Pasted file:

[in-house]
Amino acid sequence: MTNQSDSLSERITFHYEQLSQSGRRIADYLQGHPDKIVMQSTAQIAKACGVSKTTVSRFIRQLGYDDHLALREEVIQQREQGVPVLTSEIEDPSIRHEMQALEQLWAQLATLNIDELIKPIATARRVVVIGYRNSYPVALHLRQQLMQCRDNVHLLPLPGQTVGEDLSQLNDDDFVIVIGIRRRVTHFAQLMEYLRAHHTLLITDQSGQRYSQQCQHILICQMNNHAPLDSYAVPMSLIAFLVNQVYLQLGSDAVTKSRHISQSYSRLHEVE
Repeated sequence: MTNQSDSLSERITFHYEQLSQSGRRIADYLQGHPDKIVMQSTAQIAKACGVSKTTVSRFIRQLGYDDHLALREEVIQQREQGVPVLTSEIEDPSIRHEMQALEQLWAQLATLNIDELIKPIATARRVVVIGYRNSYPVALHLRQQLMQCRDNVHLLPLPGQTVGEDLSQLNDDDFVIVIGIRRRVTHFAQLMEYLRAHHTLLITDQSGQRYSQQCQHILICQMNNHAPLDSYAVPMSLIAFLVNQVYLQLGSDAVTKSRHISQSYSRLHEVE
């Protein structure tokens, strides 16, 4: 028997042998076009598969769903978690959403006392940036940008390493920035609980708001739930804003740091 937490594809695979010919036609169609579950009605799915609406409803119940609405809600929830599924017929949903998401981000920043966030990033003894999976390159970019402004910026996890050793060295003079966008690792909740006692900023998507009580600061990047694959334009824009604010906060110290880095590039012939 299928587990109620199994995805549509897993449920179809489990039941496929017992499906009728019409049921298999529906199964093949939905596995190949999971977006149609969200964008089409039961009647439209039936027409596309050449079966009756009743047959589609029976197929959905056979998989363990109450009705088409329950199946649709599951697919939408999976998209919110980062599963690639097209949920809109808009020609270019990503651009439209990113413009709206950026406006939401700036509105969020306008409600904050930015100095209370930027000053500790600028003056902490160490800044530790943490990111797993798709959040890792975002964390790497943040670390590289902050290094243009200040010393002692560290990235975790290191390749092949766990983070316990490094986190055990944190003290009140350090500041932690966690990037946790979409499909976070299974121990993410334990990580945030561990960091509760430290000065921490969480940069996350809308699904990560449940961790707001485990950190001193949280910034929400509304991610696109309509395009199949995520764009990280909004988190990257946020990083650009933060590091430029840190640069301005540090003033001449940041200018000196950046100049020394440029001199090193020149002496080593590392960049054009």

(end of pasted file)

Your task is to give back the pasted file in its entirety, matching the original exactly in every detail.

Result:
[in-house]
Amino acid sequence: MTNQSDSLSERITFHYEQLSQSGRRIADYLQGHPDKIVMQSTAQIAKACGVSKTTVSRFIRQLGYDDHLALREEVIQQREQGVPVLTSEIEDPSIRHEMQALEQLWAQLATLNIDELIKPIATARRVVVIGYRNSYPVALHLRQQLMQCRDNVHLLPLPGQTVGEDLSQLNDDDFVIVIGIRRRVTHFAQLMEYLRAHHTLLITDQSGQRYSQQCQHILICQMNNHAPLDSYAVPMSLIAFLVNQVYLQLGSDAVTKSRHISQSYSRLHEVE
Repeated sequence: MTNQSDSLSERITFHYEQLSQSGRRIADYLQGHPDKIVMQSTAQIAKACGVSKTTVSRFIRQLGYDDHLALREEVIQQREQGVPVLTSEIEDPSIRHEMQALEQLWAQLATLNIDELIKPIATARRVVVIGYRNSYPVALHLRQQLMQCRDNVHLLPLPGQTVGEDLSQLNDDDFVIVIGIRRRVTHFAQLMEYLRAHHTLLITDQSGQRYSQQCQHILICQMNNHAPLDSYAVPMSLIAFLVNQVYLQLGSDAVTKSRHISQSYSRLHEVE
């Protein structure tokens, strides 16, 4: 028997042998076009598969769903978690959403006392940036940008390493920035609980708001739930804003740091 937490594809695979010919036609169609579950009605799915609406409803119940609405809600929830599924017929949903998401981000920043966030990033003894999976390159970019402004910026996890050793060295003079966008690792909740006692900023998507009580600061990047694959334009824009604010906060110290880095590039012939 299928587990109620199994995805549509897993449920179809489990039941496929017992499906009728019409049921298999529906199964093949939905596995190949999971977006149609969200964008089409039961009647439209039936027409596309050449079966009756009743047959589609029976197929959905056979998989363990109450009705088409329950199946649709599951697919939408999976998209919110980062599963690639097209949920809109808009020609270019990503651009439209990113413009709206950026406006939401700036509105969020306008409600904050930015100095209370930027000053500790600028003056902490160490800044530790943490990111797993798709959040890792975002964390790497943040670390590289902050290094243009200040010393002692560290990235975790290191390749092949766990983070316990490094986190055990944190003290009140350090500041932690966690990037946790979409499909976070299974121990993410334990990580945030561990960091509760430290000065921490969480940069996350809308699904990560449940961790707001485990950190001193949280910034929400509304991610696109309509395009199949995520764009990280909004988190990257946020990083650009933060590091430029840190640069301005540090003033001449940041200018000196950046100049020394440029001199090193020149002496080593590392960049054009």